A tri-fold screen creates rooms, divides the air.
You are hidden. I cannot breathe. Your memory provides the air.
Too wet to rake. Leaves clog the drains. Before the rain
stopped, the creeks and rivers surged. Detritus is everywhere.
A house is not, by default, dark, abandoned, or quiet,
but privacy can silence its stories, and the house will hide its flares.
In November, Hercules bends a knee to the western horizon.
In the sky he faces the dragon. Is any fight fair?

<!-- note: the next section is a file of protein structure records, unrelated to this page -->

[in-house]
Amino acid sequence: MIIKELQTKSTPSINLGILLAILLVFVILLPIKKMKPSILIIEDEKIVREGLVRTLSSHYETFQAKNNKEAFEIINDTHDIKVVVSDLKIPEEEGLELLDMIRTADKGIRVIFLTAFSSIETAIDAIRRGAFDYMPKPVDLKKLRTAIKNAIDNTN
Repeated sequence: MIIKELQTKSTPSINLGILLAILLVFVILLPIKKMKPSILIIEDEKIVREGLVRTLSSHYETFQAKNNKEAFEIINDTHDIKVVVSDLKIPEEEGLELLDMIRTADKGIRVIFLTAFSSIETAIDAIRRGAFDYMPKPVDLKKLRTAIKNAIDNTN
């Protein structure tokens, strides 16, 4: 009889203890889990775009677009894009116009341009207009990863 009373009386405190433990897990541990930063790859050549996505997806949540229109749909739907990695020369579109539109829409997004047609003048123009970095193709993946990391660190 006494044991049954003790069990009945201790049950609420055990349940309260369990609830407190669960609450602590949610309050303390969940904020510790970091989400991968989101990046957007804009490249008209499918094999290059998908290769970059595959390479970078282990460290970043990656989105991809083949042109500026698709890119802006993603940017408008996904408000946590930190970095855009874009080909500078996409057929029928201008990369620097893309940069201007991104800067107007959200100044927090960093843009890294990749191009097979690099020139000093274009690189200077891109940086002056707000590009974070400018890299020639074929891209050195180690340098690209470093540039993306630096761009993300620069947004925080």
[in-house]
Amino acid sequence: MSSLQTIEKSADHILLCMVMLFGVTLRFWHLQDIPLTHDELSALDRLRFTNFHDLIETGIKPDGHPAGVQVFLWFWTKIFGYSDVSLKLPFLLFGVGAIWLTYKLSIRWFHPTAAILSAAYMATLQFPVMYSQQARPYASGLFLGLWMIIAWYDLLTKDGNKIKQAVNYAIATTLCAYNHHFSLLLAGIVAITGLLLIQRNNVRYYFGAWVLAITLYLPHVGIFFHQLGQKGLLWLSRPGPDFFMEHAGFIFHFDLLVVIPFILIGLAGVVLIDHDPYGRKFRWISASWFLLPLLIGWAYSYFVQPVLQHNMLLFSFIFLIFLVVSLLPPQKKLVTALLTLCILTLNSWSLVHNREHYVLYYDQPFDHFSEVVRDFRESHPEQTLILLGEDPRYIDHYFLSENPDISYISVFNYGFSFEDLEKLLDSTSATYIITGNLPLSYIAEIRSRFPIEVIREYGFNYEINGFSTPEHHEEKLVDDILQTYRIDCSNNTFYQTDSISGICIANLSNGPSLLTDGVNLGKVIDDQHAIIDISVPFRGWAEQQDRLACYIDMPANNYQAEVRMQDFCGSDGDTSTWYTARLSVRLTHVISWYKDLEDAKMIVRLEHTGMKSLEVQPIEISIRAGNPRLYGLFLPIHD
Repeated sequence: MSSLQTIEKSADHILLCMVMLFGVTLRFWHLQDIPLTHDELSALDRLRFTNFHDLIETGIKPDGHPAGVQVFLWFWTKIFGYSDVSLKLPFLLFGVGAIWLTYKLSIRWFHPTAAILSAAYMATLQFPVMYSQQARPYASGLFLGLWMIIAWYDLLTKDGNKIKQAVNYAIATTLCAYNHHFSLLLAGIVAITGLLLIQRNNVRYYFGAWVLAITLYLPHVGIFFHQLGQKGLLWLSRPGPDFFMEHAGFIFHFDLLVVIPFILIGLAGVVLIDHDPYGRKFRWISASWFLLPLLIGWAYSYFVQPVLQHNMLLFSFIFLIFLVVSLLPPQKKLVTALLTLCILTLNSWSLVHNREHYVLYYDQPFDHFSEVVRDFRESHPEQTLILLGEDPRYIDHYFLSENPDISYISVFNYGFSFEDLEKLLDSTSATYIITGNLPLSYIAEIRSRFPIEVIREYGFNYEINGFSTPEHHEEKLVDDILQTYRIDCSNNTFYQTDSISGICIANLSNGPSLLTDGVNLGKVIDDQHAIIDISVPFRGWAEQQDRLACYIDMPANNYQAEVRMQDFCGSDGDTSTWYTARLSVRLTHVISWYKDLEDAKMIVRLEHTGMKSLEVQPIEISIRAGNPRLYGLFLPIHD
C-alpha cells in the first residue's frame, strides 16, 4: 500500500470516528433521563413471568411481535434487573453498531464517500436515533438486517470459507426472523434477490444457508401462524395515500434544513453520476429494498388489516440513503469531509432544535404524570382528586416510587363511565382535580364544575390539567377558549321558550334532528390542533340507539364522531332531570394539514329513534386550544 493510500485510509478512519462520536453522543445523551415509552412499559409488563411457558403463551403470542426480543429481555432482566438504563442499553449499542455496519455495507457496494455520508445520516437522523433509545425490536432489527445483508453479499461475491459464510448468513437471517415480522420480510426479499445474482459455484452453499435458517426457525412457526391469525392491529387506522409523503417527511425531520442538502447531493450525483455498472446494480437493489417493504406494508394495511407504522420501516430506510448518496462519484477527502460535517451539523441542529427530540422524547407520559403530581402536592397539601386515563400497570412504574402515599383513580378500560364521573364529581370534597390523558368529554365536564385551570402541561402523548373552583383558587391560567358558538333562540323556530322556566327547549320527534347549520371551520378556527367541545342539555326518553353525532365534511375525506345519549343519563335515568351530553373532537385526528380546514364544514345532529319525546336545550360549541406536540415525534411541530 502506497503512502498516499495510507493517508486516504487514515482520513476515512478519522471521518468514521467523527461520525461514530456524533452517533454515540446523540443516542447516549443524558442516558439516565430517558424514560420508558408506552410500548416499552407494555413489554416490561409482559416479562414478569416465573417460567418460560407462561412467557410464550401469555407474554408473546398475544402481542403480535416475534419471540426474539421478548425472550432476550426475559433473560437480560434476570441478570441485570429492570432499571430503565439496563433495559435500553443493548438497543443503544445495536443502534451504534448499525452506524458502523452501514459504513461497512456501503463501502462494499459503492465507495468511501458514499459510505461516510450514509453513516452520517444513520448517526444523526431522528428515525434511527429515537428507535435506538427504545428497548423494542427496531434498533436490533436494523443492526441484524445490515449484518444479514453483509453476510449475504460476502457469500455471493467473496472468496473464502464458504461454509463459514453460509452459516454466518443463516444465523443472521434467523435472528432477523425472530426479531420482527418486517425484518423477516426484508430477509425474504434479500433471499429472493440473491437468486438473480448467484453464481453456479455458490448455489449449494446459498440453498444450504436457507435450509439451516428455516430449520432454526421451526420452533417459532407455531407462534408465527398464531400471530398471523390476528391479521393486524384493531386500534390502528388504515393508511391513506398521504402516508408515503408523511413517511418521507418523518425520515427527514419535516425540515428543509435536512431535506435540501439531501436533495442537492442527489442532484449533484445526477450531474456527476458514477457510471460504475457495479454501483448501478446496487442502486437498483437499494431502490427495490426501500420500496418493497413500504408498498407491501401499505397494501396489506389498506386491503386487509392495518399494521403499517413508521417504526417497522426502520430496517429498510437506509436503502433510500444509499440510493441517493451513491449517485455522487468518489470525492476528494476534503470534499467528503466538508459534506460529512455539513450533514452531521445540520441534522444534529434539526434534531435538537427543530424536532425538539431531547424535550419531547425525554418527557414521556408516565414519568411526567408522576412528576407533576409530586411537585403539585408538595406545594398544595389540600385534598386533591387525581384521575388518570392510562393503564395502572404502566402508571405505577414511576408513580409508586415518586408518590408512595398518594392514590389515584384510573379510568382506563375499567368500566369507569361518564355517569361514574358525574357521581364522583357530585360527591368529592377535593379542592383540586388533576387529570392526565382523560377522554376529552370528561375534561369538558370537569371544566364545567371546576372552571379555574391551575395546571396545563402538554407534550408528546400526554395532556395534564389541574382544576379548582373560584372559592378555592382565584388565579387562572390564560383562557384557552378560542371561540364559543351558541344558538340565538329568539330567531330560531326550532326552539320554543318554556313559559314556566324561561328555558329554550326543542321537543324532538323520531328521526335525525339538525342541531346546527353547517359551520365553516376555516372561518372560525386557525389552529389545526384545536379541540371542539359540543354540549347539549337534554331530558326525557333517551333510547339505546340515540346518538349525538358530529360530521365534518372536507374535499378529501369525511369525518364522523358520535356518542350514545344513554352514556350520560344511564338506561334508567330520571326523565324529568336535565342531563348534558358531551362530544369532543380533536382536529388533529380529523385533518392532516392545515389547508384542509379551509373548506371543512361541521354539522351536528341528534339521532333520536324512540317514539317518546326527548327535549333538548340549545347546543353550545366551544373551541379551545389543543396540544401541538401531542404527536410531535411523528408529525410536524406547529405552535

Where is the logic of God, nature—when the boy shoots
a hole in the floor, then the window, then . . . after he neatly sets his shoes by his chair?
In dreams we speak: one of us in a tree, both of us hungry.
One: Come back. One: Fill me. Sleep collides with prayer.
Uprooted, the garden rosemary traveled by pot in a car.
Remember how the backseat smelled—the scent still rides in our hair.
A little house on a hill weeps into the incline,
Renews the world with its heaving, guides us through despair.